My daughter started high school last week, which is super weird because just moments ago, it seems, I had her strapped to my body in a blue chambray sling.
Now Hannah rides the bus to high school, where she has to figure out how to drop off her violin at one end of the building, race to her locker at the other end and sprint to class while dodging 2,300 kids and hauling a backpack that weighs more than an average 3-year-old.
She has learned shortcuts, deciphered customs, assimilated and ascertained. So far, at least, she has avoided being tossed into the pond. For all this, I am proud.
The evening after freshman orientation, I asked Hannah whether she had met anyone new.
“This wasn’t Meet-A-Friend Day,” she said, ever focused and serious. “It was Figure-Out-Where-the-Heck-I’m-Going Day.”
Just for kicks, I searched a popular online bookstore for the phrase “survive high school.” What appeared on my screen was an extensive list of published works:
Anyway, it’s clear that audiences are hungry for advice on how to survive high school. Search “enjoy high school,” on the other hand, and the results are more limited.
There’s a video game called “Monster High: Ghoul Spirit.”
There’s a book titled “Your First Year As a High School Teacher: Making the Transition from Total Novice to Successful Professional” (because teachers need help, too, I guess).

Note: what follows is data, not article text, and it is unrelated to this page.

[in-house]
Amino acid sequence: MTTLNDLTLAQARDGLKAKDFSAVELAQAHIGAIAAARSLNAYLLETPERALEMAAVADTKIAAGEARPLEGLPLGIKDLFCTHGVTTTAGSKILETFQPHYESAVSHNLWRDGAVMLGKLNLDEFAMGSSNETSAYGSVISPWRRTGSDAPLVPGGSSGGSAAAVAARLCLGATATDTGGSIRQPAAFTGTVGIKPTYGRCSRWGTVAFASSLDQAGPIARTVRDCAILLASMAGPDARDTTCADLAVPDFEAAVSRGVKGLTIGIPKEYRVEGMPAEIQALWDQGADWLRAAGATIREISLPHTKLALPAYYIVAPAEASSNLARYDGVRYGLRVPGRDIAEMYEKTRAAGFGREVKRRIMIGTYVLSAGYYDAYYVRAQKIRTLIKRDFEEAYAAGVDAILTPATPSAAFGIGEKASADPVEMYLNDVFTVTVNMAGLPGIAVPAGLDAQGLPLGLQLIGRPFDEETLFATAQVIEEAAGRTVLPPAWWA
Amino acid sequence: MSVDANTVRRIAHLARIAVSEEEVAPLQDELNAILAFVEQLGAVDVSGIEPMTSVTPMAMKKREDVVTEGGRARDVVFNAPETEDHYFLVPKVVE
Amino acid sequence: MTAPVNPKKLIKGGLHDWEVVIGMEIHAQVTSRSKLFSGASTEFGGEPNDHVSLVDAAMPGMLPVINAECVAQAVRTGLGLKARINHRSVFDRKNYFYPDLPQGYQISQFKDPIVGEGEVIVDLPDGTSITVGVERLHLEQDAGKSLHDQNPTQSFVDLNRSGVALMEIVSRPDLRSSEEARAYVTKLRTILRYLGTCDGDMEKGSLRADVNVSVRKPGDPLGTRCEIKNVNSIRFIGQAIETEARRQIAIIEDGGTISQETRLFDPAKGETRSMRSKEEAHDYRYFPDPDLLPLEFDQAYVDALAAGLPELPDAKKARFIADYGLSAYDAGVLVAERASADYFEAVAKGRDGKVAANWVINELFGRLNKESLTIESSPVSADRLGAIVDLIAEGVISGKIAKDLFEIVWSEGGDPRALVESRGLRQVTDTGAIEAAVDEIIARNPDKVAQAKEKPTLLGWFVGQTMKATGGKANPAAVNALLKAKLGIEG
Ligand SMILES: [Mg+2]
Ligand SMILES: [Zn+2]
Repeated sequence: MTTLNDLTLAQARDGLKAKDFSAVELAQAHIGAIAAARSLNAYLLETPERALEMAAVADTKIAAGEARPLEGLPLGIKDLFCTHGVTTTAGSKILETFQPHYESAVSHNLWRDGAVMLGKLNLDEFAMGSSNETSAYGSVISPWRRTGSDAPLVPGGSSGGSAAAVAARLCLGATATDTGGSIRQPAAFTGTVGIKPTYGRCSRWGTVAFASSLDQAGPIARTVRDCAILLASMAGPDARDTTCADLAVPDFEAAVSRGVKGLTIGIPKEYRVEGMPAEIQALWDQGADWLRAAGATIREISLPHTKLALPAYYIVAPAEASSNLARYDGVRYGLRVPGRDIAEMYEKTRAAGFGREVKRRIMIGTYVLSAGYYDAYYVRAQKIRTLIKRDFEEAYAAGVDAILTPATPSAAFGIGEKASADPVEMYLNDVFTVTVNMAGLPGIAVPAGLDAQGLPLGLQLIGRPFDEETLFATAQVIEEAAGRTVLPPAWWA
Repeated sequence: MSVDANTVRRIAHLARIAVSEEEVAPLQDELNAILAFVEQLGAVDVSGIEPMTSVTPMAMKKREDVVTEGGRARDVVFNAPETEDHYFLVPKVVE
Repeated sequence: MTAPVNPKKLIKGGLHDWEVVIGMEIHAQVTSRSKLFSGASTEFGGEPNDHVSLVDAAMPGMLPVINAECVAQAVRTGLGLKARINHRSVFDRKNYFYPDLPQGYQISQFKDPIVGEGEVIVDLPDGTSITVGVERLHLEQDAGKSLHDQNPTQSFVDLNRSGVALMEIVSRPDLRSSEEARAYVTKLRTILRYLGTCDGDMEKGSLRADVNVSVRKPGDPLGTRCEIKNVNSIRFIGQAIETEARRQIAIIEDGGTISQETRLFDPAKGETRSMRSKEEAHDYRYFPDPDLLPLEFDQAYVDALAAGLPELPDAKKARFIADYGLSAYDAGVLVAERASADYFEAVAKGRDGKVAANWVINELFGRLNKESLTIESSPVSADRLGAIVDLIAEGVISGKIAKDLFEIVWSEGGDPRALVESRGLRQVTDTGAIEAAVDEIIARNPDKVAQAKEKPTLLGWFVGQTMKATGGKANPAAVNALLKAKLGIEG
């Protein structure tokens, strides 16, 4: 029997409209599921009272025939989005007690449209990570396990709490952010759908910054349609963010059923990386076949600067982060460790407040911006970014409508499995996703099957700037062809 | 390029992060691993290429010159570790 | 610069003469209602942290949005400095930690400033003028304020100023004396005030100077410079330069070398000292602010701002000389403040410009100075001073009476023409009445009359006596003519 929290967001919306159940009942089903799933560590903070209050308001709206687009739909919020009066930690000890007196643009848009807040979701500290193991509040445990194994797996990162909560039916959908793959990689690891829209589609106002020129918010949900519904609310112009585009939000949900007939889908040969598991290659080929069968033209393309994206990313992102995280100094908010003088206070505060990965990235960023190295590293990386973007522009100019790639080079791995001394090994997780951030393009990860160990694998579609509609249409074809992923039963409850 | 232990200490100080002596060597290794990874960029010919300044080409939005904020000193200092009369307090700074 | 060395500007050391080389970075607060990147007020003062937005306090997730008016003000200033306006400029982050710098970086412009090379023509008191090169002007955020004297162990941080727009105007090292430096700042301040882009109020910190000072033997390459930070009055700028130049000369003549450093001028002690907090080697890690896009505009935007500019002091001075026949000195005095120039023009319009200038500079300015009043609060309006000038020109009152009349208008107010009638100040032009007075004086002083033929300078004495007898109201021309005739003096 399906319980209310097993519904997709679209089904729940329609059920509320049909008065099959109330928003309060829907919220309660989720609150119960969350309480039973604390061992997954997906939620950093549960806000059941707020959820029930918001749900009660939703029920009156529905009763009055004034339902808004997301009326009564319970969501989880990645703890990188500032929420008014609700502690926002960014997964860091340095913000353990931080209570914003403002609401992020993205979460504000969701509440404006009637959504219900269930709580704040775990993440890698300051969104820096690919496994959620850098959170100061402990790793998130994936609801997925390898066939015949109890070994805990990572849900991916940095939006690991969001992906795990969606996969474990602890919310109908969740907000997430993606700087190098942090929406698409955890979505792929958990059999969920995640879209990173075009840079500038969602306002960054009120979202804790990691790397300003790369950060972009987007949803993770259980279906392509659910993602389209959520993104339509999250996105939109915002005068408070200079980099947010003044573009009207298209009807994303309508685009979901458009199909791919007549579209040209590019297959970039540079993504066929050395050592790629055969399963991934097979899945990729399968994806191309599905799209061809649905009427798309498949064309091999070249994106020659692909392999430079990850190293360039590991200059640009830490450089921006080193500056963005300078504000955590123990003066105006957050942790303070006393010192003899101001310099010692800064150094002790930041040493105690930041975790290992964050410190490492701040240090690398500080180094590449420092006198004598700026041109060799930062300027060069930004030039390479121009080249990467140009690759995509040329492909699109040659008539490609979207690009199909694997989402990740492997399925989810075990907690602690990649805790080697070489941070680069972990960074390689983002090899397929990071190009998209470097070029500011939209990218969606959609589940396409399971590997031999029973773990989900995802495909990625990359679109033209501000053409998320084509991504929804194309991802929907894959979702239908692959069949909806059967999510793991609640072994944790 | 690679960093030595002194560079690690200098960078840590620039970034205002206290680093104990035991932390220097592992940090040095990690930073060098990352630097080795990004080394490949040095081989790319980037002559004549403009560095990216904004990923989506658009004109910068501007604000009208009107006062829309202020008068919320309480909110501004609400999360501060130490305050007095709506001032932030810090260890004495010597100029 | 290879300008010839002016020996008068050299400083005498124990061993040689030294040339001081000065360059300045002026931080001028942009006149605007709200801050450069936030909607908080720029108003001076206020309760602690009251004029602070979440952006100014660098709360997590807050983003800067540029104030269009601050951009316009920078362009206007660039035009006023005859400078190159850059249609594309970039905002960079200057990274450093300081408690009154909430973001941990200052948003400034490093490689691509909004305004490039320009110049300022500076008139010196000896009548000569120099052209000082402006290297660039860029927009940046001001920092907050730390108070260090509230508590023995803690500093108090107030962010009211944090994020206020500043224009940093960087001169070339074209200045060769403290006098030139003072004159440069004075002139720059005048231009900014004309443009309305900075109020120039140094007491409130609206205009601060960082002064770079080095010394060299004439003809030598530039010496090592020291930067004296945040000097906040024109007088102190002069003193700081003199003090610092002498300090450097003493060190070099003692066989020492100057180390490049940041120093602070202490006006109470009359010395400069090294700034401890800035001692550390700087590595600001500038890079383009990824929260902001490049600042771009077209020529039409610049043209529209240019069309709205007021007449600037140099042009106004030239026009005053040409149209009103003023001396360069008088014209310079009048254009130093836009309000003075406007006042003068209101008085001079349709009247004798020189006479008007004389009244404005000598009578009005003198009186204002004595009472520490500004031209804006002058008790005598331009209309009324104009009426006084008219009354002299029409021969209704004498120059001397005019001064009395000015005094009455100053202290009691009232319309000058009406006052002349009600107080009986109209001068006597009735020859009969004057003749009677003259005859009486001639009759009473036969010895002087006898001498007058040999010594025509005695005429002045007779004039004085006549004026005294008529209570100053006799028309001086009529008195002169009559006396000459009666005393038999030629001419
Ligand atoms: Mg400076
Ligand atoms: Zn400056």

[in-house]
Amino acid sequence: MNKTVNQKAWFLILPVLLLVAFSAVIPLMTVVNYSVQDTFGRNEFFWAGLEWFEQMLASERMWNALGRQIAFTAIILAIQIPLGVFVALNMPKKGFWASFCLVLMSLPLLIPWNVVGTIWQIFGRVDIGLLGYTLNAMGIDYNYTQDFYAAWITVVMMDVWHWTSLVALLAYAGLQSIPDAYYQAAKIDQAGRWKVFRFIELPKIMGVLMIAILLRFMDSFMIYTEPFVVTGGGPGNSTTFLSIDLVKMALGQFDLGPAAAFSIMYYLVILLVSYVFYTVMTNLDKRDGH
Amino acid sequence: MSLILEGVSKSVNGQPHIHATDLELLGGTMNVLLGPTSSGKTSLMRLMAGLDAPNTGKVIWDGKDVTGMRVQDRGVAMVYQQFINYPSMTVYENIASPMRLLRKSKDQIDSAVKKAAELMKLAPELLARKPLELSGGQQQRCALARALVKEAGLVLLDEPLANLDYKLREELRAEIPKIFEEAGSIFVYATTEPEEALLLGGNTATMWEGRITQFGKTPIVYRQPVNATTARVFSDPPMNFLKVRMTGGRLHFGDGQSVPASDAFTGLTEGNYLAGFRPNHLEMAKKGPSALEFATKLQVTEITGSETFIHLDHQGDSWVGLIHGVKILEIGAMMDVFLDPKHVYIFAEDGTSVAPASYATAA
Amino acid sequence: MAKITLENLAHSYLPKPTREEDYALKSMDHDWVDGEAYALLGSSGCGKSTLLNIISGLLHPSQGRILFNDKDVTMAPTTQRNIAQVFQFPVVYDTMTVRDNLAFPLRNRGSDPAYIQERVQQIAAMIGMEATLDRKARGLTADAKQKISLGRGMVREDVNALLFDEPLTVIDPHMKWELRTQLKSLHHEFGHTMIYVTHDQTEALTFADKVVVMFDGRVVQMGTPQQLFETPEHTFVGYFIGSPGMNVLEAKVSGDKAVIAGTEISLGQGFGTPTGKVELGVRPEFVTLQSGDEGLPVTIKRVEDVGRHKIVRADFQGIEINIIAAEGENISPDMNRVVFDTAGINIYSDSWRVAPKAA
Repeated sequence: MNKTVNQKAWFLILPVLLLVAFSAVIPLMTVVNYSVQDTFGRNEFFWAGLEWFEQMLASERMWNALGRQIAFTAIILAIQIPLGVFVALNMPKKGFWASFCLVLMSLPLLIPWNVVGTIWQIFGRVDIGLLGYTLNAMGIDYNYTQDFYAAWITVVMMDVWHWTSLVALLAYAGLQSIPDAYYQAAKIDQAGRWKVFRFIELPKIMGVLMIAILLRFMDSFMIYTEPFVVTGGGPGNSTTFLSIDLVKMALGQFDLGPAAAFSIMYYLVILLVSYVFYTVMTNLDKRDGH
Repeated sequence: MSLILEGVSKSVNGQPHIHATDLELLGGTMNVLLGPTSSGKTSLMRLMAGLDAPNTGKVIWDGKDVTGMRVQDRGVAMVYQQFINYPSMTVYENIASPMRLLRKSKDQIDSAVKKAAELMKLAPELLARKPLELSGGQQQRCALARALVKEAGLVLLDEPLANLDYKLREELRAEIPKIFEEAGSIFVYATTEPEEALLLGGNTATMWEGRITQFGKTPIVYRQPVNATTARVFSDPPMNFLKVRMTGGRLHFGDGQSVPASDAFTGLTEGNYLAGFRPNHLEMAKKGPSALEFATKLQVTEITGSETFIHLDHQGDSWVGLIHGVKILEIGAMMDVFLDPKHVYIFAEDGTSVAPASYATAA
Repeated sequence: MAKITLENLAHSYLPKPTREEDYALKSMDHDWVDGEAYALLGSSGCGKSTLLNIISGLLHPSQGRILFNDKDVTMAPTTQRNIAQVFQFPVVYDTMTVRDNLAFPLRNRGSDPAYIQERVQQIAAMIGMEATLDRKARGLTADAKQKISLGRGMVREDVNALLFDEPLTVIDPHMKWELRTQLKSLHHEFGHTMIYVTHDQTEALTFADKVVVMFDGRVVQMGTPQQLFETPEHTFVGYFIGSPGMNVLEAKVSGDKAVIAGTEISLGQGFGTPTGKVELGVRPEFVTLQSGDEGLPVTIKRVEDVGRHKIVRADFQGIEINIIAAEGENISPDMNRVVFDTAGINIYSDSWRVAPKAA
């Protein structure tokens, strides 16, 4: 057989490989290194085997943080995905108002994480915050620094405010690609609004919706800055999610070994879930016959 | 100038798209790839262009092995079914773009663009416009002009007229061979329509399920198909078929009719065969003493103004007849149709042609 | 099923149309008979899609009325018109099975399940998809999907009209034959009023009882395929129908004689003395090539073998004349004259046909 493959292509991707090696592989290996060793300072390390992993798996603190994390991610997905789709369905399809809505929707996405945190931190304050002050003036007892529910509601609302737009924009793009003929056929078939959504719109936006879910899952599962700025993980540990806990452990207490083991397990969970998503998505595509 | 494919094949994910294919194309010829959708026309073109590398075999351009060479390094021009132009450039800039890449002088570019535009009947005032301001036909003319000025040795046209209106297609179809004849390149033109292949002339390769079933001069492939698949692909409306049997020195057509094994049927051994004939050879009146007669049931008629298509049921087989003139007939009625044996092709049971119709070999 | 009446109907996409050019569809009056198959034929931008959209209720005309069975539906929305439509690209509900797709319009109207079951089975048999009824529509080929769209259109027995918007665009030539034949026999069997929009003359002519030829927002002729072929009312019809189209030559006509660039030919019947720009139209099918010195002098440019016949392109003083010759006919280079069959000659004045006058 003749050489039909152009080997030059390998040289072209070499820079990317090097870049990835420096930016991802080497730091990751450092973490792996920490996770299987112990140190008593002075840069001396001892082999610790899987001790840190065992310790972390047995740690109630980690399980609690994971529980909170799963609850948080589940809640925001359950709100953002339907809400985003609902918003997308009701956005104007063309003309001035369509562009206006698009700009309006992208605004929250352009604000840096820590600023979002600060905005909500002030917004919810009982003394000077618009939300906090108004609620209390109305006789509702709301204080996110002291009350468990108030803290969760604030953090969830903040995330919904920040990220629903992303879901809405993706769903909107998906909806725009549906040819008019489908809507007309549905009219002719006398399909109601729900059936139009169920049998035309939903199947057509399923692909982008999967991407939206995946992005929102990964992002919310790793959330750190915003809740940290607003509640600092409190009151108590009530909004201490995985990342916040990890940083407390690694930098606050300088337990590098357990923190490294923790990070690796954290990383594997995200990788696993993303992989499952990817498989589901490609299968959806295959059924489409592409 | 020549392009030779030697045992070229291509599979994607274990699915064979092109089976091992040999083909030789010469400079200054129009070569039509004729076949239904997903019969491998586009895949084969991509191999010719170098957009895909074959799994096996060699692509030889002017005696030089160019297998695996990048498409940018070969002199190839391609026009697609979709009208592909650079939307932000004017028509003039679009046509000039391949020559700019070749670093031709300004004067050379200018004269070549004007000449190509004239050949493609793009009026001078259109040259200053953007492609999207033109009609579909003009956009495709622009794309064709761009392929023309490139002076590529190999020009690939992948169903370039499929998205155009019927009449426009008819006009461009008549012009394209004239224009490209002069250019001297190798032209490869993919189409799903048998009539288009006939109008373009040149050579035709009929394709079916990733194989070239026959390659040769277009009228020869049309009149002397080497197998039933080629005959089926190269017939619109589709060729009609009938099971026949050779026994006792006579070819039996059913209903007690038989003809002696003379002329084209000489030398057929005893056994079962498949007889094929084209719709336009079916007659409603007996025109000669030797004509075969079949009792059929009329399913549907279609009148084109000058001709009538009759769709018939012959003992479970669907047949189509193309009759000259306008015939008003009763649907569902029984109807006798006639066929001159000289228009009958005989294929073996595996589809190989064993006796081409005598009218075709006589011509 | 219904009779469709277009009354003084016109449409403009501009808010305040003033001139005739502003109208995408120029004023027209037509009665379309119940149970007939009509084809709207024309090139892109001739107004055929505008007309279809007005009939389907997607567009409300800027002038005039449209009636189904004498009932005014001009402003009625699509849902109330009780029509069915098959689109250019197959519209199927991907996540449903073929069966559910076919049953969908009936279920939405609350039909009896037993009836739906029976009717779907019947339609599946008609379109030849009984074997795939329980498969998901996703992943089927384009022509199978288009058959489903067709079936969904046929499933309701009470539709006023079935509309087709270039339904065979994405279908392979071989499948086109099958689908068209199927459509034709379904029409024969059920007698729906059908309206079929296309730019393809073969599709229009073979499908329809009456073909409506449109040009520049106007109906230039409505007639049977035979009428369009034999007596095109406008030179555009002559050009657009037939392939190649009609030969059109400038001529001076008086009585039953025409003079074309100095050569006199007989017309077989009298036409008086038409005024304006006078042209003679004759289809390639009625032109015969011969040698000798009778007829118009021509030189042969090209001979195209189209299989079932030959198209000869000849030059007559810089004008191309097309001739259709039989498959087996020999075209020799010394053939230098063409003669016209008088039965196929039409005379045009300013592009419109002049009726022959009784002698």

And for some bizarre reason, there’s a 90-minute video about the Erie Canal — “a ditch that opened the nation!”
In other words, not a lot of chatter about the brighter sides of high school. Volumes upon volumes about stress, homework, bullies, grades, test scores and muddling through.
I could urge Hannah to have fun and enjoy these magical years. It’s the best time of your life, blah, blah, blah.
But I try to avoid empty rhetoric with my daughter, a child who embraced sarcasm earlier than most and who proclaimed, at age 4: “When you toot and you say ‘Excuse me,’ everything still stinks.” (A friend suggested I have that bit of wisdom cross-stitched onto a throw pillow. I still might.)
So this week, as the novelty of high school wore off and the homework piled up, I tucked a note into Hannah’s lunchbox the way I did back in kindergarten. I told her to work hard and walk fast, to ask questions, to lean on friends, to smile and laugh and avoid the pond. And I told her to remember, above all, that I love her to pieces.
Wherever you are, I figured, that’s the key to survival.